Nightshade by Andrea Cremer (and the Scramble for Facebook)

by |October 22, 2010

If the teen won’t come to the publishing giant, the giant must go to the teen (and in doing so, must leave the safety of the domestic market.)

This is one of those interesting modern ‘global economy’ dilemmas. To sell a début YA author a US based publisher has gone to the place teens are born, live, love and die, Facebook.

There is nothing very new in that, you say. And you’re right.

But in this particular case we see problems for the publisher and, let’s be honest, for booksellers, too (caught in the middle again!).

Facebook is global. It fails to recognise borders. It’s Main Street is the Universe not some paltry slice of  land, arbitrarily chosen, caught, tagged and named the United States of America (or, for that matter, some chunk of dry, dusty rock floating south of China, the place we like to call Straya.)

When US based Penguin Young Readers Group turned to Facebook to flog the YA novel Nighthsade by Andrea Cremer, they invested time, ingenuity and money to create a well orchestrated viral campaign.  I’ll let Sally Lodge from Publishers Weekly explain:

Andrea Cremer. Photo: Gina Monroe.

The promotional strategy involved a crafty meshing of fiction and fact by bringing one of Nightshade’s main characters to life – sort of. Shay Doran, human love interest of werewolf narrator Calla, was given a Facebook page and a blog, which enabled him (i.e. Cremer) to interact with fans. In addition, eight webisodes, videos allegedly created by Shay shortly before the plot of Nightshade kicks in, fashioned a back story for this character and invited viewer participation to help Shay solve some mysteries. The webisodes can be viewed on the Nightshade Web site and are also posted on YouTube.

This campaign has been successful and the US publisher has printed 200,000 or so copies to feed the demand

Now comes the catch, hundreds of thousands of Australian teens are on Facebook, too. They, too, enjoyed the viral campaign, the video teasers, they, too, become fans of Shay Doran on Facebook and they, too, want to read the book.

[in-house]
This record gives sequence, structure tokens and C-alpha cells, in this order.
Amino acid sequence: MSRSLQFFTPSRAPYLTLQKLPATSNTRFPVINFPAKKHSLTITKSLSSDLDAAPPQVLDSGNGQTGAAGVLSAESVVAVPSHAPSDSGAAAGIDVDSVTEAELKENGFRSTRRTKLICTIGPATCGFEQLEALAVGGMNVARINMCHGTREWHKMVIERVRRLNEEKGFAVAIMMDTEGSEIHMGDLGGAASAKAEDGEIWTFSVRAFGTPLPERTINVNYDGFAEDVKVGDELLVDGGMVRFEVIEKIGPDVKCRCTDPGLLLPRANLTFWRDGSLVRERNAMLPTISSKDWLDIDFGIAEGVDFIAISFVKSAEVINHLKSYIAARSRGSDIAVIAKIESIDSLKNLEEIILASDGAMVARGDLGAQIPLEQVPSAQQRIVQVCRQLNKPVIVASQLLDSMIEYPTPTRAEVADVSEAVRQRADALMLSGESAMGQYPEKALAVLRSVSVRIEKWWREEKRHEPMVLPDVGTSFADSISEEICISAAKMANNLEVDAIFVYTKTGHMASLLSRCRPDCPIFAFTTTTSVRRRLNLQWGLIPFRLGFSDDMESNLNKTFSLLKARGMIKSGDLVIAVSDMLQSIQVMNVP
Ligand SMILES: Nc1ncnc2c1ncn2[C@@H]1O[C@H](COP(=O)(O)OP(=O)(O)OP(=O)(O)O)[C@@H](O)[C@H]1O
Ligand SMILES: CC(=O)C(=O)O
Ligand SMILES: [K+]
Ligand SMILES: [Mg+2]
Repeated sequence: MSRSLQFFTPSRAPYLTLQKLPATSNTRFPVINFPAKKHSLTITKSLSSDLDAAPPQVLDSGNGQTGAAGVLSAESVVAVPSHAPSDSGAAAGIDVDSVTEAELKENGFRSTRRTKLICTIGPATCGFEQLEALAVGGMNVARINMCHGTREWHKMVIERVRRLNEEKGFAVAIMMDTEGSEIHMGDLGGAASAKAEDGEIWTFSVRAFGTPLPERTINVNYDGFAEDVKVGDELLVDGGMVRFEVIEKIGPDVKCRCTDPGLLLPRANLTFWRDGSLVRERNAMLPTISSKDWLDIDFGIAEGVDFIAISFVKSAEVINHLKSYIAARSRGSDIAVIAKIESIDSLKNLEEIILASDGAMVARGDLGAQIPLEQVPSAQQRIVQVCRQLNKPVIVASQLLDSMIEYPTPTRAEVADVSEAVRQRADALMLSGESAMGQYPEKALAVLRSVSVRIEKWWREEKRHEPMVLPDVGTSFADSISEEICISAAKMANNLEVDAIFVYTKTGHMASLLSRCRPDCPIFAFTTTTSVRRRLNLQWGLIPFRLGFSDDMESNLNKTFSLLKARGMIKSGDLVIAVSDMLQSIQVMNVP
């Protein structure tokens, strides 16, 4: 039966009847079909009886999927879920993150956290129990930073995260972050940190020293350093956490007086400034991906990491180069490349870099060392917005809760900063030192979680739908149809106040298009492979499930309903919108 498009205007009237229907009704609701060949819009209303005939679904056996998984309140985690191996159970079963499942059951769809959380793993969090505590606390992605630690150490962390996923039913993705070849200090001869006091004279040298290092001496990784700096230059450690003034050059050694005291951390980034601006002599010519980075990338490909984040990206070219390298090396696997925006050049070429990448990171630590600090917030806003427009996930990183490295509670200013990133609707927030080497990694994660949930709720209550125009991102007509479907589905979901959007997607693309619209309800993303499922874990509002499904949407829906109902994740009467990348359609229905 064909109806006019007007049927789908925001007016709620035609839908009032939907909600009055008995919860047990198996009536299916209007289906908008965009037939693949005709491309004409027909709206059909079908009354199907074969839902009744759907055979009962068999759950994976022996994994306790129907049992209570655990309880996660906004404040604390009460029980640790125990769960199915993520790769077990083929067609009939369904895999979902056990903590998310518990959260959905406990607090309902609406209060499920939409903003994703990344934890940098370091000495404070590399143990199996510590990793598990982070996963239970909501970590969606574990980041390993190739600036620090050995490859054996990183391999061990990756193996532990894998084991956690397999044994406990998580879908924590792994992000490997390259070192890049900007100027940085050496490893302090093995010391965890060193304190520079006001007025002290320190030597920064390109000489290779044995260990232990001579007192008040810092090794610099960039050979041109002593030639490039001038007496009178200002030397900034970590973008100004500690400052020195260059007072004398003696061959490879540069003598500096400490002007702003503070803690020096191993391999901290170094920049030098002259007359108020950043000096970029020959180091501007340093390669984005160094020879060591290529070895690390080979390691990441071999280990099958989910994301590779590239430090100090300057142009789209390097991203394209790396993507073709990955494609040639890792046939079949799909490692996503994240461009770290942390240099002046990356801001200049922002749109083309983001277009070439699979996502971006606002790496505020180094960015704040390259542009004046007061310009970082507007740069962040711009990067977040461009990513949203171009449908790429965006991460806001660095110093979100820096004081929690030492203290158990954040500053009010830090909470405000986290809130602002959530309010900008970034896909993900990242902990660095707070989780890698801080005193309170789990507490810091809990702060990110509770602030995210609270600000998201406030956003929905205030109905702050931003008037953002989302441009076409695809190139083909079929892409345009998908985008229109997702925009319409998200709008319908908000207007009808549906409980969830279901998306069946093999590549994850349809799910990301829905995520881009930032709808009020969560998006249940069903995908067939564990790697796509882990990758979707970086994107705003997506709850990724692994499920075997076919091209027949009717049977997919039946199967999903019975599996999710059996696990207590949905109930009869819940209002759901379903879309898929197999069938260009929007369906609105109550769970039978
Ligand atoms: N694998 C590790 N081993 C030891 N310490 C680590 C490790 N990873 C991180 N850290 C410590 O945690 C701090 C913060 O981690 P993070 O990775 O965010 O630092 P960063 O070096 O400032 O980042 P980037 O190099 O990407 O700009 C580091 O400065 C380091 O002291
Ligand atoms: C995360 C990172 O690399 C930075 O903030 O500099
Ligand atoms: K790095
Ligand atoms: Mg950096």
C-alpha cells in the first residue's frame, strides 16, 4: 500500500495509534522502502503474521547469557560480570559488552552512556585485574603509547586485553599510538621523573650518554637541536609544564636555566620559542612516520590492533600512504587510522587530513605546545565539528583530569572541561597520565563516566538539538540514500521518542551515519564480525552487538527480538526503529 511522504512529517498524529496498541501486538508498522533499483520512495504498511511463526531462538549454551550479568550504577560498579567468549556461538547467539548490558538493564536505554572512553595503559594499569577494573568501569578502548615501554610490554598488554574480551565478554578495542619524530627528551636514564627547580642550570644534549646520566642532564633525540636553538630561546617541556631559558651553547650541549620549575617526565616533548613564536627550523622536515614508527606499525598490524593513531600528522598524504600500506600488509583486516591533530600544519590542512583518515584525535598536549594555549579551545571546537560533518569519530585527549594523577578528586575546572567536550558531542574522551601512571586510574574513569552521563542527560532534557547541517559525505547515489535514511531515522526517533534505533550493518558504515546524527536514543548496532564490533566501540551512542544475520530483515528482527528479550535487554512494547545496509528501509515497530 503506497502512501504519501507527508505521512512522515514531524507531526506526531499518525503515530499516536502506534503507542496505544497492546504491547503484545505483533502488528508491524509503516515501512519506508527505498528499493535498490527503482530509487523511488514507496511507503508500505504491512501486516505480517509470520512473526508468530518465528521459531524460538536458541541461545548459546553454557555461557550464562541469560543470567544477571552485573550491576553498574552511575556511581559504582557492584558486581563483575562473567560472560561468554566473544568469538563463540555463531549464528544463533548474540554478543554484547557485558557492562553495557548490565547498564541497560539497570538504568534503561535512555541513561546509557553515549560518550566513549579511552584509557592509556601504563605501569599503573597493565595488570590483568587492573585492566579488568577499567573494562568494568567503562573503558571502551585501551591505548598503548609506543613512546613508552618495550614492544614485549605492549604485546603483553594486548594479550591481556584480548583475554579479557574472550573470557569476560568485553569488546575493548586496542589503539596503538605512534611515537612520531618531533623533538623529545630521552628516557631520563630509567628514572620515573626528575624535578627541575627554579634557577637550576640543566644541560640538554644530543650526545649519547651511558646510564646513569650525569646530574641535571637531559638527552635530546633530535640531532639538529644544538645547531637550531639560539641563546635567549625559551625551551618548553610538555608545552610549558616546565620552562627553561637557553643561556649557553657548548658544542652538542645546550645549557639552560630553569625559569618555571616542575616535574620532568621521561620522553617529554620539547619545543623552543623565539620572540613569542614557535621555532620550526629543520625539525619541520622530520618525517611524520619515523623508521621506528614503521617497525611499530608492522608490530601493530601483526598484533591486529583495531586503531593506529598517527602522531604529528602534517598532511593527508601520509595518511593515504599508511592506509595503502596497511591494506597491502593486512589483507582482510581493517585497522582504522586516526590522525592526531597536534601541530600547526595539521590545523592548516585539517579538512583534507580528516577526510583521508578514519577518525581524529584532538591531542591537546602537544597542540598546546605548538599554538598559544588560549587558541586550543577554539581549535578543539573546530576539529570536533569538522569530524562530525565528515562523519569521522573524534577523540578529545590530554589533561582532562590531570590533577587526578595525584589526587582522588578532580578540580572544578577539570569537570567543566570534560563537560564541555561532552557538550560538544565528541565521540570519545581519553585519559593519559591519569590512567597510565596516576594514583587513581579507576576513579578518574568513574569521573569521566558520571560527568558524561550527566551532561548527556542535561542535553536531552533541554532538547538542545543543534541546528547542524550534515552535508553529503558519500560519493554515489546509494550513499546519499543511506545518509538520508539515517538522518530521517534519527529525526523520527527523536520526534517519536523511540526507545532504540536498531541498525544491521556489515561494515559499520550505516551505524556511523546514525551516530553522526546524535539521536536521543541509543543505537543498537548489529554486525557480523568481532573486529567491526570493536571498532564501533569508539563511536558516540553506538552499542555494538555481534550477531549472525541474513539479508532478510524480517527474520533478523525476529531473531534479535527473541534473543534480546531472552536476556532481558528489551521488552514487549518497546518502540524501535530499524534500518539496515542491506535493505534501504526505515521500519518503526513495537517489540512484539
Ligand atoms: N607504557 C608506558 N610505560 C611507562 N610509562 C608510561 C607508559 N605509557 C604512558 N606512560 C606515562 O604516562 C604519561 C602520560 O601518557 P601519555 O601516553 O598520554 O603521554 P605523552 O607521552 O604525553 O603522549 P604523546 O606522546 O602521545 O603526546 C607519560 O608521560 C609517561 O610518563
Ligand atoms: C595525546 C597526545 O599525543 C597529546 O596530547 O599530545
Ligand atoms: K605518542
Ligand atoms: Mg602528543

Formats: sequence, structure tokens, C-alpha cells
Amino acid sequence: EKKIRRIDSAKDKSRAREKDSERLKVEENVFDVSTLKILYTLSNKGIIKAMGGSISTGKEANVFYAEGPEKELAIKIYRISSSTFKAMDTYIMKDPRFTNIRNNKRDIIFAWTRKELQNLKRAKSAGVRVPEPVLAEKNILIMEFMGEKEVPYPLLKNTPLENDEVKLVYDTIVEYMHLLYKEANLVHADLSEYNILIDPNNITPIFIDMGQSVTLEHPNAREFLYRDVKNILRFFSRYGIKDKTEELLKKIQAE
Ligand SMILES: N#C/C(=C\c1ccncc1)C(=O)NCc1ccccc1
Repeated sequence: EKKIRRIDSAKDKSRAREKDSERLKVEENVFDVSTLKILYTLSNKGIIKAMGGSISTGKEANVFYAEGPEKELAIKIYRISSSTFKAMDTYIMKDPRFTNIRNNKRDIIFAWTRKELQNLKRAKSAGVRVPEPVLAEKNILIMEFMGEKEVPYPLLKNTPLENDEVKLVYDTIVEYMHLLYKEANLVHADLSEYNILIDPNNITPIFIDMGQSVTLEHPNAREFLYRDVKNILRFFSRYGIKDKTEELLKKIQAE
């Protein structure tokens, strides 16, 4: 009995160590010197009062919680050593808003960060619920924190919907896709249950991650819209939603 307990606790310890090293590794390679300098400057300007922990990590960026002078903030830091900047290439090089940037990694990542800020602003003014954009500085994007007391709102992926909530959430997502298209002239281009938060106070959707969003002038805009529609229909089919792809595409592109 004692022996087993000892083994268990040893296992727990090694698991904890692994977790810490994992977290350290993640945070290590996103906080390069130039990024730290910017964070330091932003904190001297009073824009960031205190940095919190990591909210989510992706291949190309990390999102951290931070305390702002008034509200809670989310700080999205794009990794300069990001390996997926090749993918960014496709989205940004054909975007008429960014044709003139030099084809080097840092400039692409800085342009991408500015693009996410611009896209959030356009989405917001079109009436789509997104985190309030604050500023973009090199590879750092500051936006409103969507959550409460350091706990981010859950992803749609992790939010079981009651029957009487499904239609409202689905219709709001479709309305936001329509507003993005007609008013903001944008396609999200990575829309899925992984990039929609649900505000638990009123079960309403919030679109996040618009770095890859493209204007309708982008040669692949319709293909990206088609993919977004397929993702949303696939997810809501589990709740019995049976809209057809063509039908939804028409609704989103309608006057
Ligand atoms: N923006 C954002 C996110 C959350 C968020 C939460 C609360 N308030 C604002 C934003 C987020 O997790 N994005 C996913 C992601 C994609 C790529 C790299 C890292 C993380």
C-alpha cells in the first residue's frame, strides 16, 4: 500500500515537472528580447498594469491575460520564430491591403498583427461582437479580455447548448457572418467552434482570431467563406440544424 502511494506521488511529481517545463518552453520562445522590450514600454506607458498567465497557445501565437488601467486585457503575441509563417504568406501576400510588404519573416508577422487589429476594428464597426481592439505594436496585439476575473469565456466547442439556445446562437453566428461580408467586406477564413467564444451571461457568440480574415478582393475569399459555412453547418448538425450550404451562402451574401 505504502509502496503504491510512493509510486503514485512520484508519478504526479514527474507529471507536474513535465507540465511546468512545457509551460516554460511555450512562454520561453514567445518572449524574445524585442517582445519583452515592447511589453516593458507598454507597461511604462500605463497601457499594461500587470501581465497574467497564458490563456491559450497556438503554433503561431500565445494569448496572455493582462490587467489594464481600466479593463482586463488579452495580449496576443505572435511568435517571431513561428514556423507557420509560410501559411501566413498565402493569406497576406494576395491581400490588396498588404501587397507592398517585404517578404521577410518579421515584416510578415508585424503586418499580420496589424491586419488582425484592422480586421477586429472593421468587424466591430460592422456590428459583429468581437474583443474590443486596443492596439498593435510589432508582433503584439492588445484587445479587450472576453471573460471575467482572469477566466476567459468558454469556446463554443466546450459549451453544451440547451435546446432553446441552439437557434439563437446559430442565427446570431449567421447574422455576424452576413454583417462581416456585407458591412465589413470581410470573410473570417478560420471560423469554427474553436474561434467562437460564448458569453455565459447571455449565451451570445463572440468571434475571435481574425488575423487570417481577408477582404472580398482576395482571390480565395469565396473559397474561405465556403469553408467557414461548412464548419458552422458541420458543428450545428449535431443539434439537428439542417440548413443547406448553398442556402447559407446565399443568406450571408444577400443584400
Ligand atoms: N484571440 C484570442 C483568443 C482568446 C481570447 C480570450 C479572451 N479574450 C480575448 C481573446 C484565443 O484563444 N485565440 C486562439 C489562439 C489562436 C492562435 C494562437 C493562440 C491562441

Where do they buy it? Our experience at Booktopia is that teens are very price conscious. Most can do a price check in a few keystrokes. They will quickly discover that the Australian paperback edition is cheaper than the US hardcover.

And here I am in the middle of it all.

I have a Facebook page, I am a blogger, I’m a tweeter and I am a bookseller. I cannot help but be involved in the promotion of such a well orchestrated campaign. I am involved just by talking about it here. The campaign has crossed borders without noticing them.

Bookseller’s love when a publisher puts effort into the promotion of a book – it makes our lives that much easier. But as brilliant as the new social media can be,  borderless promotion has its problems, too.

For in the final analysis, having spent money, creative talent and time in promoting Nightshade, Penguin US will not reap the benefits here in Australia. Their books won’t be sold in physical bookshops here, only on online bookshops, like Booktopia.

Further, Penguin Australia, the local off shoot of the US publisher, didn’t pick up the rights here. It is being published in this country by it’s arch rival, Hachette! And they are publishing a paperback edition of the book which will sell online and in the physical bookshops and be cheaper than the US hardcover!

So, let’s watch as Facebook leads the two biggest publishing houses in the world onto the field to slug it out in their very own paranormal war.

To quote Winston Churchill, who wasn’t talking about the effect of Facebook on publishing (at least, I don’t think he was) – Now this is not the end. It is not even the beginning of the end. But it is, perhaps, the end of the beginning.

Given the ancestry of both publishers, it could be the Hundred Years War all over again.

Buy the paperback to support team Hachette. Buy the US hardcover to support team Penguin!

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About the Contributor

While still in his twenties, John Purcell opened a second-hand bookshop in Mosman, Sydney, in which he sat for ten years reading, ranting and writing. Since then he has written, under a pseudonym, a series of very successful novels, interviewed hundreds of writers about their work, appeared at writers’ festivals, on TV (most bizarrely in comedian Luke McGregor’s documentary Luke Warm Sex) and has been featured in prominent newspapers and magazines. ​Now, as the Director of Books at, Australia’s largest online bookseller, he supports Australian writing in all its forms. He lives in Sydney with his wife, two children, three dogs, five cats, unnumbered gold fish and his overlarge book collection. His novel, The Girl on the Page, will be published by HarperCollins Australia in October, 2018.

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